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The Pamphlet Collection of Sir Robert Stout: Volume 73

Early Maturity, Great Growth, and an Abundant Fruitage;

Early Maturity, Great Growth, and an Abundant Fruitage;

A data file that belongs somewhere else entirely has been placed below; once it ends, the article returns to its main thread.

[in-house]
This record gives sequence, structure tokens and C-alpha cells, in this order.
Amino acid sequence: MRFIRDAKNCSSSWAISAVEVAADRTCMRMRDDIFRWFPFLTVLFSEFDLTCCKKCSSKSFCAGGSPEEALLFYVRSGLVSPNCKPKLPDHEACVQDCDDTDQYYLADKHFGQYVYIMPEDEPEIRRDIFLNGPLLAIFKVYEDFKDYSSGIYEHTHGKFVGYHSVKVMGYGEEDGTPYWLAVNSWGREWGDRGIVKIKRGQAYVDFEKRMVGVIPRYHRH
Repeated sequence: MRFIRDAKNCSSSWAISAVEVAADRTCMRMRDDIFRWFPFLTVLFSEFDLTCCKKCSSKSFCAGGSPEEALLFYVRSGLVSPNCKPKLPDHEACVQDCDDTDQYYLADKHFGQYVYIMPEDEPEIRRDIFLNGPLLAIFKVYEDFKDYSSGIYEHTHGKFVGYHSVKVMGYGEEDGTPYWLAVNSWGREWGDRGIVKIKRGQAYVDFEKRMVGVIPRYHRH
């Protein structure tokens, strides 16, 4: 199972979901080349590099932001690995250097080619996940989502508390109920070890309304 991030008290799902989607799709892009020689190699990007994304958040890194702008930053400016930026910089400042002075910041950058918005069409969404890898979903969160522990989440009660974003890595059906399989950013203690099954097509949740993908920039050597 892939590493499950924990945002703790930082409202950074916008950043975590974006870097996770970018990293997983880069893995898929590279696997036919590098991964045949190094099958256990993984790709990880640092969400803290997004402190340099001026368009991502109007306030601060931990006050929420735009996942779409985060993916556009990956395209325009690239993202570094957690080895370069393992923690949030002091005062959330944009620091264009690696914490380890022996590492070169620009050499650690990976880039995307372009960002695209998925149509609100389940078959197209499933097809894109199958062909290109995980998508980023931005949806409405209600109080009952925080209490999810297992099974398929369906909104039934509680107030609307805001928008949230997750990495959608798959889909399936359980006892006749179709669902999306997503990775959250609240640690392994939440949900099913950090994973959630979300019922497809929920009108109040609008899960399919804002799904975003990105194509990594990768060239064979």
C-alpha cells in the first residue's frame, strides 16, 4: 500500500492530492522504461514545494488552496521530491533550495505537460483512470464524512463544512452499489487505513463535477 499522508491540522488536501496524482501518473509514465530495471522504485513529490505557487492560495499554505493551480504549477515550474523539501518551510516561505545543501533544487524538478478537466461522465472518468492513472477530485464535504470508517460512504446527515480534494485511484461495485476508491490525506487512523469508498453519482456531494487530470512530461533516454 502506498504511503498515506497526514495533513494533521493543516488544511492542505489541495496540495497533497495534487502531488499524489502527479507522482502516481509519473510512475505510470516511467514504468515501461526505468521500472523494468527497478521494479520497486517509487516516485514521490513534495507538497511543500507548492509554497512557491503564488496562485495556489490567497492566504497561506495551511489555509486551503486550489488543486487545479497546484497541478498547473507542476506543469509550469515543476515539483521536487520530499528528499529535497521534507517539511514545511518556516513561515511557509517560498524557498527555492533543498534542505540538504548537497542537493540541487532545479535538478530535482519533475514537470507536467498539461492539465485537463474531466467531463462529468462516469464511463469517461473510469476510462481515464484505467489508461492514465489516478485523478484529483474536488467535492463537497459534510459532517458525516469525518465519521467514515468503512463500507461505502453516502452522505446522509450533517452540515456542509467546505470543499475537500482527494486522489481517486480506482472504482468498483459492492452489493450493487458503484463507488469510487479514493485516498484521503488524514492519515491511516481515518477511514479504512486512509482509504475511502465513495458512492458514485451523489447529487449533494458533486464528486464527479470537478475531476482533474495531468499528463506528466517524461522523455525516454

And would be specially suitable for the cultivation of the grape, peach, [unclear: apri] prune plum. I think similar conditions will be found as are noticed in fruitgrowing countries—that is, variations of temperature conditions with[unclear: in] page 7 limits, and varieties must be chosen with reference to adaptation to local environments. The fitness or unfitness of a region for the growth of certain kinds of fruit depends more upon temperature and season than the mean annual temperature, as this is so often regulated or governed by local conditions. It is apparent, then, that the selection of localities for orchards must be made with a knowledge of the special conditions governing the distribution of temperature and other natural agencies contributing to the development of the various fruits to be grown. All things considered, Central Otago possesses certain conditions favourable to fruit production. Its adaptability to the growth of trees and perfection of fruit is owing to the possession of these certain conditions in moderation. Therefore wherever water can be procured for the purpose of irrigation, with good cultivation, good fruit of their several kinds can be grown in the valleys, on the plains, and at the foot of the hills of the mountain ranges. Thus good fruit can be grown in those places best suited to each particular kind. For instance, at the bottom of the foot-hills the prune plum can be grown; a little higher up, the grape, apricot, and nectarine; ana still higher up, the pear and apple. At Conroy's Gully